June 6, 2023

Unilever has beaten quarterly sales forecasts by sending its shares up nearly 2% in early trading.

The home goods giant said first-quarter underlying sales were up 10.5% to €14.8bn (£13.1bn), beating analysts’ average forecast of a 7.2% increase.

This included a 10.7% increase in prices, although price growth was slower than in the previous two quarters, reinforcing signs that inflationary pressures may be easing.

Unilever, which makes a number of products including Marmite, Dove soap and Ben & Jerry’s ice cream, acknowledged that the current environment is “volatile and expensive” but said it expected another year of strong underlying sales growth.

Underlying operating margin in the first half of the year will be at least 16%, the company said, adding that it expects “modest improvement” by the end of the year.

Chief Executive Alan Jope said: “We have increased both the effectiveness of our innovation and the investment in our brands.

“We continue to shift our portfolio into higher growth areas, with the delivery of another quarter of double-digit revenue growth in prestige beauty and health and wellness, and the announced sale of Suave in North America.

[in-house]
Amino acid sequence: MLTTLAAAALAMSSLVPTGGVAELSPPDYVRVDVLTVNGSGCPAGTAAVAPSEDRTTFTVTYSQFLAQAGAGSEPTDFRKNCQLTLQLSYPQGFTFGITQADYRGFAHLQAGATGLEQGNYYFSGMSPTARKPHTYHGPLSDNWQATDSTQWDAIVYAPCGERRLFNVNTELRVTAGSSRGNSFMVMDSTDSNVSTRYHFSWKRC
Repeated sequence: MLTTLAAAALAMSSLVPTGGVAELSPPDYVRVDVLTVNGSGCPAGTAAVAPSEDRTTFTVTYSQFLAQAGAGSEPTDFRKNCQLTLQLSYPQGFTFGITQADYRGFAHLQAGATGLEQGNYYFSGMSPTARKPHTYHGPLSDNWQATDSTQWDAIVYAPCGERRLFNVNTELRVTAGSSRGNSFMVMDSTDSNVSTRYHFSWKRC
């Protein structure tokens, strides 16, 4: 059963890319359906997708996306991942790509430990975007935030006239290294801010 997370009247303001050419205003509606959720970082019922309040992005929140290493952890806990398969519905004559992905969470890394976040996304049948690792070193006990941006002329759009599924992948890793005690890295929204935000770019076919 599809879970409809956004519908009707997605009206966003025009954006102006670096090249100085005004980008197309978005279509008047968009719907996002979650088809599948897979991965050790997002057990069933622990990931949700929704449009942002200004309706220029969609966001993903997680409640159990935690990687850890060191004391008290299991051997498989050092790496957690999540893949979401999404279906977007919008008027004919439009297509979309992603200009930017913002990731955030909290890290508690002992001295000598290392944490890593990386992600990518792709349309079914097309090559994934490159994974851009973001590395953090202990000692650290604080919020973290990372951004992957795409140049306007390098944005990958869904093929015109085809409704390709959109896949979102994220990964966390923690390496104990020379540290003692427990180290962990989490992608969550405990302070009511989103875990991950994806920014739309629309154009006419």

“Our new business model encourages targeted resource allocation and unlocks a culture of bolder, faster decision-making and disciplined execution.

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“We remain focused on navigating ongoing macroeconomic uncertainty and are confident in our ability to deliver another year of strong growth, which remains our number one priority.”

Steve Clayton, head of equity funds at Hargreaves Lansdown, said: “This was a better forecast outcome from Unilever, who are proving adept at navigating the current challenging inflation environment.

“Sales were strong, but there was also good news on costs, where Unilever says pressures are no worse than led and are now expected to ease.

“Margins this year are estimated to be at least 16% and full year revenue growth will approach 5% or more.

“The portfolio is showing its strengths with positive volume growth on top of price increases in beauty and wellness, and personal care.

The group’s long-standing strengths in emerging markets are also helping them now, and as the Chinese economy continues to recover, this should become increasingly apparent.

“If there’s any weakness in the numbers, it’s coming from Europe, where growth remains weaker than elsewhere. A 3% volume decline in Europe held reported growth back to 9.2%. Hardly a disaster, but still proof that the Unilever marketing machine works better abroad than at home.”